Bernie Pleskoff

It's a whole new ballgame in scouting, development

It's a whole new ballgame in scouting, development

Bob Dylan sang about it way back in 1964 when he wrote and released "The Times They Are a-Changin'." Well, in baseball, the times are changing indeed.

When I went to scout school, the primary tool required of a shortstop was defense. Now, offensive shortstops are prized. Catchers have to call a good game and have strong mechanics, but it sure doesn't hurt if they can hit. A second baseman with speed and a hitting tool can certainly be forgiven if he doesn't have quite the range as his predecessor a few years back. Teams need to score runs. Power is limited on most rosters.

Bringing a quality bat and legs with speed increases the chances of a baseball player finding a place in today's game. And with thin pitching, a team needs to pile up runs to assure success.

In the past, a team would have 11 to 12 pitchers on the 25-man roster. Now, many teams have 13 pitchers, reducing the number of utility and bench players. Position versatility is a must for a player hoping to gain a non-starting roster spot. Deeper bullpens are needed because fewer and fewer pitchers are going deep into games.

Metrics dictate the strategy of many teams. Specialists in the front office are hired to crunch every statistic and provide and analyze data that dictates strategy and roster construction.

The defensive shift is gaining more prominence in the game, especially against left-handed hitters. Many teams put three men on the right side of the diamond and plug the hole between first and second. We're beginning to see more shifts against pull-hitting right-handed hitters as well. Runs are being saved and batting averages are being impacted with defensive shifts.

This year, we are seeing a greater dependency on organizational roster depth than I can remember in the past. In addition to the pitching injuries noted, position-player injuries have impacted lineups. Solutions have come from both within and outside the organization.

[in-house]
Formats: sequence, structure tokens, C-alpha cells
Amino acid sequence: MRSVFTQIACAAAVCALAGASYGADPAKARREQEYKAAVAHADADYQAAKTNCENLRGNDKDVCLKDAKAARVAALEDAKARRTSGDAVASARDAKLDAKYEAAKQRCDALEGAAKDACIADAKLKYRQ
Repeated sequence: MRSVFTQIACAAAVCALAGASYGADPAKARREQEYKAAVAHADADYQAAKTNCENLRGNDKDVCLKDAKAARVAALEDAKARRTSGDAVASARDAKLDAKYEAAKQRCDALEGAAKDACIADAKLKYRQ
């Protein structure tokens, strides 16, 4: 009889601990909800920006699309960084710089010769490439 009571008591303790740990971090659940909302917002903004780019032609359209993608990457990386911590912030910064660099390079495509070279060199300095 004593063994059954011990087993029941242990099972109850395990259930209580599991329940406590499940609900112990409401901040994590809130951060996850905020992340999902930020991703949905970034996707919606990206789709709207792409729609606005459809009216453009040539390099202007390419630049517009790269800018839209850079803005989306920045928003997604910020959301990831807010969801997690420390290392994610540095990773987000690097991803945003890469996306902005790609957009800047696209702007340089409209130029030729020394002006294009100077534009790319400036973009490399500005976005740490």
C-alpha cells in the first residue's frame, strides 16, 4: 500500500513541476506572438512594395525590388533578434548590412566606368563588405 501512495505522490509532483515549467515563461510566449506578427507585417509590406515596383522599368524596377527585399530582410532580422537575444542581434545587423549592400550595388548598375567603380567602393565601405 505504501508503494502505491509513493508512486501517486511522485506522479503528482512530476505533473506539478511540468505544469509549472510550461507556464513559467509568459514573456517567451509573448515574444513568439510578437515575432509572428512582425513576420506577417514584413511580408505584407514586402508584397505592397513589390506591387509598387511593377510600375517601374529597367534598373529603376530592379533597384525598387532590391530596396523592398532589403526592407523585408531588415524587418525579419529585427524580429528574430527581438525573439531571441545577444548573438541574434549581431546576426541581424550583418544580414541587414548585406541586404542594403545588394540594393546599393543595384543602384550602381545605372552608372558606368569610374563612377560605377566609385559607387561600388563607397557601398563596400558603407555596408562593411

Advanced and expanded instant replay has become a standard of the game. Runs have been added and runs have been subtracted in an effort to make the correct decision on the playing field. Instant replay will be refined and fine tuned as the years progress, but the available technology has allowed for a "second look" at plays that are marginal. They could be called either way at the split-second and hurried first glance. In addition, fans attending the game are being shown the replay, an important new aspect that adds excitement to attending a game.

Pitchers from the starting rotation to the closer seem to be bigger, stronger and throwing harder and harder. It isn't unusual for every pitcher in the bullpen to throw in the mid-90s to 100 mph. Sure, there are still pitchers under 6-feet, but the size of the pitching staffs seems to be increasing every year.

The use of the platoon at several positions is much more prevalent. Pitcher/hitter matchups were always used. However, now many clubs are designed with a combination of players assigned to one or more positions on a roster and deployed based upon the pitching matchup.

The cutter is a relatively new pitch that changes the balance and eye level of the hitter just enough so the ball misses the barrel of the bat. Not as sharp as a slider, the cutter is designed to get the hitter to use the end of the bat, rather than the "sweet spot." The slider may miss more bats, but the cutter can be a lethal pitch against a "dead red" fastball hitter. Of course, pitchers using the cutter certainly get their share of swings and misses with the pitch as well.

Speed is becoming even more crucial. Speed changes games, forces defensive mistakes and takes base hits away. It is a dynamic tool that can't be taught. The nuances and use of speed can be taught. More and more, clubs are reserving roster space for players with speed enough to steal bases with ease, run down balls in the outfield and/or take an extra base at will. Speedy players have reintroduced the bunt or the dribbler to the infield as an effective means to get on base. And more speedy players are learning to see more pitches and look for a walk. It's always been true -- a walk is as good as a hit.

The baseball times are changin'. There are no secrets. There are no players "flying under the radar." Scouts will find any player with tools. Anywhere in the world.

Bernie Pleskoff has served as a professional scout for the Houston Astros and Seattle Mariners. Follow @BerniePleskoff on Twitter. This story was not subject to the approval of Major League Baseball or its clubs.